Sullivan without Gilbert!
By Frank Merkling
NEWS-TIMES ARTS CRITIC
NEWTOWN — Tina Johns Heidrich scored a coup Sunday by
casting an operetta composer in a new light.
On a program consisting of two works in the British choral tradition, Heidrich’s
Connecticut Master Chorale offered first the Requiem (1985) of contemporary John Rutter
and then the “Festival Te Deum” of Arthur Sullivan, written about the time Sullivan began
collaborating with Gilbert on comic operas.
The latter was an eye-opener.
Neither stately nor solemn in the manner of later Sullivan efforts such as “Onward,
Christian Soldiers” and “The Lost Chord,” the Te Deum began and ended triumphantly with a
hymn that became a fugue and along the way alternated punchy orchestral sections with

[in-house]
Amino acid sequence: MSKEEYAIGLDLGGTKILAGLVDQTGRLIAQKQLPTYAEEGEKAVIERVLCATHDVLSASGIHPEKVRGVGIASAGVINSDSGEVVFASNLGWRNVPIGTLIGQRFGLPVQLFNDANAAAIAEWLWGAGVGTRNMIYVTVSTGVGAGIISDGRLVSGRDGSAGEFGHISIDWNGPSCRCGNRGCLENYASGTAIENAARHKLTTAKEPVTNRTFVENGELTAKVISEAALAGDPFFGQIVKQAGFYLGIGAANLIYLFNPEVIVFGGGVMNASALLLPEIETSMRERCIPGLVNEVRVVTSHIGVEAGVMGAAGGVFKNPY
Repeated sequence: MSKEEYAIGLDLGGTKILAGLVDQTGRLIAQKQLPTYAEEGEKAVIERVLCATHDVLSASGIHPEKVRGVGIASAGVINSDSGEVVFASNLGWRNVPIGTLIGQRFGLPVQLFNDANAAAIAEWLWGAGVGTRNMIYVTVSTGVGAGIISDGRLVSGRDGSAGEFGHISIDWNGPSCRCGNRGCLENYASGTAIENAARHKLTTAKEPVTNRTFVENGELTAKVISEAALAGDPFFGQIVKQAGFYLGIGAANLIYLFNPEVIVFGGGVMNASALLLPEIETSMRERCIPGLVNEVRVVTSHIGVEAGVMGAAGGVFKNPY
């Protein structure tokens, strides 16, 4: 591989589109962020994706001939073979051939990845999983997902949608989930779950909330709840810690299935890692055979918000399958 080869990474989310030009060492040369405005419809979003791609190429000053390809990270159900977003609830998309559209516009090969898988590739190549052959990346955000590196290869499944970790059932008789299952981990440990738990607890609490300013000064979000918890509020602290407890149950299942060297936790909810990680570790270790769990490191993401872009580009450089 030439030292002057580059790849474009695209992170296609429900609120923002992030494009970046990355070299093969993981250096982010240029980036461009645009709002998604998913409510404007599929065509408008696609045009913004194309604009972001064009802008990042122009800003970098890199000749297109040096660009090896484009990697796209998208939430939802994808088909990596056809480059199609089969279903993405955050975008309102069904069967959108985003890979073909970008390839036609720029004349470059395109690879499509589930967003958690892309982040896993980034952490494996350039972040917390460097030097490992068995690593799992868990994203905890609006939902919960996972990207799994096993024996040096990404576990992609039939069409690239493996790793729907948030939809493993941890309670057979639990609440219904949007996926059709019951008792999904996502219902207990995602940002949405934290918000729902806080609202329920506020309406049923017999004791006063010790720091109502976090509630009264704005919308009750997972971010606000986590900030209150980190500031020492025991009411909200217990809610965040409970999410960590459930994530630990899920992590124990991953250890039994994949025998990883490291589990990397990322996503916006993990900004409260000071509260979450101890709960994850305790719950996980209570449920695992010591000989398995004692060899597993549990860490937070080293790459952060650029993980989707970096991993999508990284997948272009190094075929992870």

soprano solos anticipating heroines like “The Mikado’s” Yum-Yum.
The solos were handled sweetly by Emily Martin, who also took part in the Rutter
This popular work, fluent and current yet accessible, rises out of the depths into
light, later giving us a modal section recalling “Porgy and Bess” and a Sanctus in joyous
It was all properly reassuring.
The Te Deum., on the other hand, sounded thrilling as led by Heidrich, who as usual
gave her all and got the most out of her forces, all of them accurate, united and in tune.
(She even allowed herself a little dance to the triplets of Sullivan’s “We believe that
Thou shalt come.”)
All in all, a memorable time in St. Rose of Lima Church — a fresh glimpse at a master
of melody, harmony and orchestration.